Fasten Your Seatbelt and Keep Your Hands to Yourself

By | March 30, 2019
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CreditLilli Carré

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“I rage-whispered to him that I couldn’t help noticing that he was acting like a pervert.”

Joanna Chiu, a journalist who intervened after a man sexually harassed a teenage girl on a flight this week


Earlier this week, on a late-night flight, Joanna Chiu witnessed a man requesting a “dirty” photo from a high school-age girl seated next to him. Chiu had overheard him repeatedly try to get the girl’s attention — asking her what she wanted to be when she grew up (a C.E.O.) and other questions — but it was this request that drove Chiu to tap him on the shoulder and tell him he was “acting like a pervert.” He ignored her and went to the restroom.

Chiu, a bureau chief at The Star Vancouver and The Toronto Star, shared her story on Twitter and then in an essay for The Toronto Star.

“I was listening carefully because this has happened to me, too,” Chiu wrote. She and another woman reported the man to the flight crew, who told him he would have to switch seats or they’d consider landing the plane. (First he ranted, then he complied.)

Later, as he disembarked, he was met by security personnel. “He was sweating bullets,” Chiu wrote.

Chiu’s tweets — the latest account of sexual misconduct on flights — went viral. In December, a Michigan man was sentenced to nine years in prison for sexually assaulting a sleeping passenger on an overnight trip, and two men were charged in separate cases last year.

[READ MORE: Sexual Assault on Flights: Experts Recommend Ways to Combat It]

Last week, two JetBlue flight attendants filed a lawsuit against the airline and two of its pilots, claiming that the pilots drugged them both and raped one of them and another co-worker during a layover. The airline took no action when it learned of the assault, the women said.

The increased attention on this problem has been attributed to a couple of factors.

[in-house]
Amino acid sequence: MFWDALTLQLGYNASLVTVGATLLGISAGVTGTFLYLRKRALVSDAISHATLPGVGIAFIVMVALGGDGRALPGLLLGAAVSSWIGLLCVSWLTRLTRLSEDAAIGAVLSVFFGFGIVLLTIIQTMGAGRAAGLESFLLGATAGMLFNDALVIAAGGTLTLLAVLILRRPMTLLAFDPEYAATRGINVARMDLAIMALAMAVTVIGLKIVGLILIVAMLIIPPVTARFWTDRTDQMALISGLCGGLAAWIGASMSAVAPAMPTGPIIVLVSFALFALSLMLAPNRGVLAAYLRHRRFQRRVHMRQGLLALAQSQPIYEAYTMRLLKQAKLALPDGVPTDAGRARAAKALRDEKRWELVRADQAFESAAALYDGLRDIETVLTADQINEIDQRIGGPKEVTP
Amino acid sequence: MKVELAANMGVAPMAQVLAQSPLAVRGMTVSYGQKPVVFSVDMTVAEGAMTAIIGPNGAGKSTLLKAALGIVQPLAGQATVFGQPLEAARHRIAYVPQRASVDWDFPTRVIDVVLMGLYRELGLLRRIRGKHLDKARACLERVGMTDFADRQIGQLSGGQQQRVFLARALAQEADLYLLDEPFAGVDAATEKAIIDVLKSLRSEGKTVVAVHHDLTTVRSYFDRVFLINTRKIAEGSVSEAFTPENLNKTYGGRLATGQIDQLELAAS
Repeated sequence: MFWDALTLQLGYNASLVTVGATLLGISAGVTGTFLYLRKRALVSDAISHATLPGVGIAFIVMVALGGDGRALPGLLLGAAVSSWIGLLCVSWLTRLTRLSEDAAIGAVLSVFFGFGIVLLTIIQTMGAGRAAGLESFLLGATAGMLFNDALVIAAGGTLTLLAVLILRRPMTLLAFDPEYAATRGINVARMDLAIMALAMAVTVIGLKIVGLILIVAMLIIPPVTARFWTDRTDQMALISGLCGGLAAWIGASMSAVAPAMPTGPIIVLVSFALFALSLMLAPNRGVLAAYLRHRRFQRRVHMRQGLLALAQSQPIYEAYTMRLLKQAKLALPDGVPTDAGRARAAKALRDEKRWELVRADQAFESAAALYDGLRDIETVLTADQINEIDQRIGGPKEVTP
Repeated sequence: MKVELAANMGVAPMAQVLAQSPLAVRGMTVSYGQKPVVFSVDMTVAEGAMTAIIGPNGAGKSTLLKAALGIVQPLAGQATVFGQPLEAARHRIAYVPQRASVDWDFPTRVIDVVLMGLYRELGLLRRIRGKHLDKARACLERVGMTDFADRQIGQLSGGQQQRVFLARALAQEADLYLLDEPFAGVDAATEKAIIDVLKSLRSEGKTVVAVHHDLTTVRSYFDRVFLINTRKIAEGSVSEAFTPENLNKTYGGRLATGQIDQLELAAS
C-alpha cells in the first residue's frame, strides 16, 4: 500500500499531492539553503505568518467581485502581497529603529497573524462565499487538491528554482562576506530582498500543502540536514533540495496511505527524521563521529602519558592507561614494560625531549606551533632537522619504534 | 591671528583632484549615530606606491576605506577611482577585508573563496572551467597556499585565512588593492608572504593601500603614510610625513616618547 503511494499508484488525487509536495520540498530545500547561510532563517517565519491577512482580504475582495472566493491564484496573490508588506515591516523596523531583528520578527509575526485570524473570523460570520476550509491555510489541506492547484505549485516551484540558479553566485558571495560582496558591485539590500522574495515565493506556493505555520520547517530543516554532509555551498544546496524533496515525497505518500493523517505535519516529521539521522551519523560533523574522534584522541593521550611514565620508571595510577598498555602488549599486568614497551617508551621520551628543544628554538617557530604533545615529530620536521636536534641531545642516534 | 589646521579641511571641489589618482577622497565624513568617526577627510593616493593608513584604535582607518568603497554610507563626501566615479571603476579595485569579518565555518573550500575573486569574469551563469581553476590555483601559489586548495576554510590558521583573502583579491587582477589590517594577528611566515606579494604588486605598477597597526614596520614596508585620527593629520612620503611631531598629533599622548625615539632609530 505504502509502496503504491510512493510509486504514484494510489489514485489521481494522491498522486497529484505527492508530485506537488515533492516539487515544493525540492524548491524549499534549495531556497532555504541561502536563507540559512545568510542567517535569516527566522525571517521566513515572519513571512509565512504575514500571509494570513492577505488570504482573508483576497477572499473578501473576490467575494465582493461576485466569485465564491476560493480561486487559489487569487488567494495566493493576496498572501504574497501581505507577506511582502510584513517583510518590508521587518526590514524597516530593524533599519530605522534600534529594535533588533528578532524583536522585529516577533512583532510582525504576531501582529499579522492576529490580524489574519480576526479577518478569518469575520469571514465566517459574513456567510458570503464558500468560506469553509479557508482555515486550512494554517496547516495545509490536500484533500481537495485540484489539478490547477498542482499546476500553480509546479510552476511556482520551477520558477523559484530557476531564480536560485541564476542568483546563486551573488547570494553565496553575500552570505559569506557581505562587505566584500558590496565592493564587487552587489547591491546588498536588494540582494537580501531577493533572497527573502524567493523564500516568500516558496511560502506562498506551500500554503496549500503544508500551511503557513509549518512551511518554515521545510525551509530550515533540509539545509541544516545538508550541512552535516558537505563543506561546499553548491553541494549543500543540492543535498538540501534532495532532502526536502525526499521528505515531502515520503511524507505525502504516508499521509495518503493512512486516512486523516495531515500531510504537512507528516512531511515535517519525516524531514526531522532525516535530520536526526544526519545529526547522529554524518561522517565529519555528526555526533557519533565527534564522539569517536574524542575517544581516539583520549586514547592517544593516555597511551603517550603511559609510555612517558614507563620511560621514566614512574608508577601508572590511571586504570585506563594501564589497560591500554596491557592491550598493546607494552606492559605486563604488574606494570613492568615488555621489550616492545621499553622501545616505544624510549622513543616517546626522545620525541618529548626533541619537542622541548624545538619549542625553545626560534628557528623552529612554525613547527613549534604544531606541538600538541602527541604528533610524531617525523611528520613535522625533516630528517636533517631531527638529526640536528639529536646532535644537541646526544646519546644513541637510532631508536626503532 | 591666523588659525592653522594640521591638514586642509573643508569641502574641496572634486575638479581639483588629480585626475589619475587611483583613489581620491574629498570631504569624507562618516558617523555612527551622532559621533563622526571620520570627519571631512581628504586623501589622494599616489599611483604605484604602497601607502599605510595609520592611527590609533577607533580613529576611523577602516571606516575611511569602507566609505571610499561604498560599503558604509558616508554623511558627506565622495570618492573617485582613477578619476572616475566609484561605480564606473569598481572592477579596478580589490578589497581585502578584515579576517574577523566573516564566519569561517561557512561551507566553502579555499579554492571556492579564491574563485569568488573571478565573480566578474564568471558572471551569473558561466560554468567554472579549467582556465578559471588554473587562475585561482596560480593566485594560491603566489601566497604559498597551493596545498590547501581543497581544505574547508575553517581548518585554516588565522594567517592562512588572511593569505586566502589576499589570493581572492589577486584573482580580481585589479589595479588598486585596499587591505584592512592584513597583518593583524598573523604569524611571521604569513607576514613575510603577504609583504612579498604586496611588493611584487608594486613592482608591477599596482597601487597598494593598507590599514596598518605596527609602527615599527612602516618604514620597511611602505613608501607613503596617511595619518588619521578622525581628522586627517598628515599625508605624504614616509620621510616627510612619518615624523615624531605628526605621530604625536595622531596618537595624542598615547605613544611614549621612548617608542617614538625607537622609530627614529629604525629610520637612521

One, that such violations have been on the rise because predators are exploiting increasingly cramped airplanes and dark cabins on night flights, Sara Nelson, who leads the Association of Flight Attendants-CWA union, has said. Another, that more women have been emboldened to share their stories amid #MeToo — and earlier, since 2016, when a woman came forward to say that Donald Trump had groped her against her will on a flight in the 1980s. A claim he’s denied.

Definitive figures about sexual assaults on flights are elusive because no clearinghouse for data exists, experts say. But what seems certain is that women like Chiu are increasingly determined to speak up.

In the incident this week, she said, it took the intervention of female bystanders to stop the behavior.

“Adult women passengers on the plane were paying attention and taking action while trying not to embarrass the teen,” she wrote.

On Twitter, she encouraged men to do the same, compelling many of them to respond with surprise. “They weren’t aware that airplane harassment was so common,” she wrote. “They promised to be vigilant, too.”

On Tuesday, I asked you how gender has affected your comfort level when traveling solo. Now I’m wondering if you’ve ever been harassed or seen someone harassed on a flight. Tell me your story at dearmaya@nytimes.com or join the conversation on our Instagram here.

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The T List newsletter, a weekly roundup of what T Magazine editors are coveting, is coming to an inbox near you later this spring! Sign up in advance here.

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Bessie Coleman was nicknamed “Brave Bessie,” “Queen Bess” and “The Only Race Aviatrix in the World.”CreditGeorge Rinhart/Corbis via Getty Images

For Women’s History Month, we’re highlighting stories of trailblazing women you may not know, but should. Head over to our Instagram for daily posts.

She wanted to fly, but no aviation school in United States would admit her. So Bessie Coleman taught herself French, moved to France and became the first black woman to earn a pilot’s license, in 1921.

The daughter of sharecroppers, who were also of Native American descent, she was inspired by stories of the Wright brothers and World War I pilots. She earned her international pilot’s license in seven months. In an article published by The Times in 1922, Coleman was described by French and Dutch aviators as “one of the best flyers they had seen.”

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